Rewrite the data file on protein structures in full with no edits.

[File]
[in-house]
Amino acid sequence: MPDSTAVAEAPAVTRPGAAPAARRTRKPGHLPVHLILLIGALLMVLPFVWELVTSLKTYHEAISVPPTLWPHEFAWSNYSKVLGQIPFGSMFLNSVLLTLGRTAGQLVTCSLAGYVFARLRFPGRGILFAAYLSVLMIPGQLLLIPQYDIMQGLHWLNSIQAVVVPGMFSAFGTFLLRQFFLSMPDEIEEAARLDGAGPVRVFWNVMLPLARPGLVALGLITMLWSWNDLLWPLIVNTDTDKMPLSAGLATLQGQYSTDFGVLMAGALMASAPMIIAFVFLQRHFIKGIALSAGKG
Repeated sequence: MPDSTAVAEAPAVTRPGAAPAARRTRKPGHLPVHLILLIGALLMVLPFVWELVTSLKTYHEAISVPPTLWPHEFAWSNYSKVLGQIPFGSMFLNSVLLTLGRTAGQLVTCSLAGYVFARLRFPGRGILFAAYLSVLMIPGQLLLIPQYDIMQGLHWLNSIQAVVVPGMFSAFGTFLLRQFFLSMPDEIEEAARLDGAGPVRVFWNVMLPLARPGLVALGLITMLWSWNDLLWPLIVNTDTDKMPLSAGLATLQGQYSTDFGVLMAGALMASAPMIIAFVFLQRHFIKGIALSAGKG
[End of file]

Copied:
[in-house]
Amino acid sequence: MPDSTAVAEAPAVTRPGAAPAARRTRKPGHLPVHLILLIGALLMVLPFVWELVTSLKTYHEAISVPPTLWPHEFAWSNYSKVLGQIPFGSMFLNSVLLTLGRTAGQLVTCSLAGYVFARLRFPGRGILFAAYLSVLMIPGQLLLIPQYDIMQGLHWLNSIQAVVVPGMFSAFGTFLLRQFFLSMPDEIEEAARLDGAGPVRVFWNVMLPLARPGLVALGLITMLWSWNDLLWPLIVNTDTDKMPLSAGLATLQGQYSTDFGVLMAGALMASAPMIIAFVFLQRHFIKGIALSAGKG
Repeated sequence: MPDSTAVAEAPAVTRPGAAPAARRTRKPGHLPVHLILLIGALLMVLPFVWELVTSLKTYHEAISVPPTLWPHEFAWSNYSKVLGQIPFGSMFLNSVLLTLGRTAGQLVTCSLAGYVFARLRFPGRGILFAAYLSVLMIPGQLLLIPQYDIMQGLHWLNSIQAVVVPGMFSAFGTFLLRQFFLSMPDEIEEAARLDGAGPVRVFWNVMLPLARPGLVALGLITMLWSWNDLLWPLIVNTDTDKMPLSAGLATLQGQYSTDFGVLMAGALMASAPMIIAFVFLQRHFIKGIALSAGKG